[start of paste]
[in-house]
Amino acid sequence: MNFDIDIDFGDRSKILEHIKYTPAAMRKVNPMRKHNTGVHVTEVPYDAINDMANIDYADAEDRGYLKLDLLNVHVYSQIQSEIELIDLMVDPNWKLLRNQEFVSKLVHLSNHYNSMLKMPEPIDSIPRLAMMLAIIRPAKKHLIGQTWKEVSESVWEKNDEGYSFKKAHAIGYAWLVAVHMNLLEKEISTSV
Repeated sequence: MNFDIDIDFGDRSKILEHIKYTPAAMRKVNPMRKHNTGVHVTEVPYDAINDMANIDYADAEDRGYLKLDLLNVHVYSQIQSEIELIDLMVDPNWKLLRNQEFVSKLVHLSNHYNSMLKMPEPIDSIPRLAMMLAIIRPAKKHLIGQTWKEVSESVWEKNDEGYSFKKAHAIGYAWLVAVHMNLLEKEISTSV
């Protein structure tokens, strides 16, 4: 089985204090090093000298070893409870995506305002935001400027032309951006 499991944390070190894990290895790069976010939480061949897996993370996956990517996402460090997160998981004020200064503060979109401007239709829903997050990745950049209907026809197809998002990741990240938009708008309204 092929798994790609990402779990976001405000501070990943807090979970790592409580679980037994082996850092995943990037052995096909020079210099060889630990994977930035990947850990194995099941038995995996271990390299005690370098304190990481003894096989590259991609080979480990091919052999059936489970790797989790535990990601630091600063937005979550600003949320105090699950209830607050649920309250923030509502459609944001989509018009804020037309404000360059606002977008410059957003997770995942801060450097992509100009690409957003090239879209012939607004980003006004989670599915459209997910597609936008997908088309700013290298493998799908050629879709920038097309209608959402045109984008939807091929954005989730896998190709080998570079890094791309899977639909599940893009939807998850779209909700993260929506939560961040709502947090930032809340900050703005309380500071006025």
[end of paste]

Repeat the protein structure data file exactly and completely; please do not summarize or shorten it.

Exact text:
[in-house]
Amino acid sequence: MNFDIDIDFGDRSKILEHIKYTPAAMRKVNPMRKHNTGVHVTEVPYDAINDMANIDYADAEDRGYLKLDLLNVHVYSQIQSEIELIDLMVDPNWKLLRNQEFVSKLVHLSNHYNSMLKMPEPIDSIPRLAMMLAIIRPAKKHLIGQTWKEVSESVWEKNDEGYSFKKAHAIGYAWLVAVHMNLLEKEISTSV
Repeated sequence: MNFDIDIDFGDRSKILEHIKYTPAAMRKVNPMRKHNTGVHVTEVPYDAINDMANIDYADAEDRGYLKLDLLNVHVYSQIQSEIELIDLMVDPNWKLLRNQEFVSKLVHLSNHYNSMLKMPEPIDSIPRLAMMLAIIRPAKKHLIGQTWKEVSESVWEKNDEGYSFKKAHAIGYAWLVAVHMNLLEKEISTSV
């Protein structure tokens, strides 16, 4: 089985204090090093000298070893409870995506305002935001400027032309951006 499991944390070190894990290895790069976010939480061949897996993370996956990517996402460090997160998981004020200064503060979109401007239709829903997050990745950049209907026809197809998002990741990240938009708008309204 092929798994790609990402779990976001405000501070990943807090979970790592409580679980037994082996850092995943990037052995096909020079210099060889630990994977930035990947850990194995099941038995995996271990390299005690370098304190990481003894096989590259991609080979480990091919052999059936489970790797989790535990990601630091600063937005979550600003949320105090699950209830607050649920309250923030509502459609944001989509018009804020037309404000360059606002977008410059957003997770995942801060450097992509100009690409957003090239879209012939607004980003006004989670599915459209997910597609936008997908088309700013290298493998799908050629879709920038097309209608959402045109984008939807091929954005989730896998190709080998570079890094791309899977639909599940893009939807998850779209909700993260929506939560961040709502947090930032809340900050703005309380500071006025």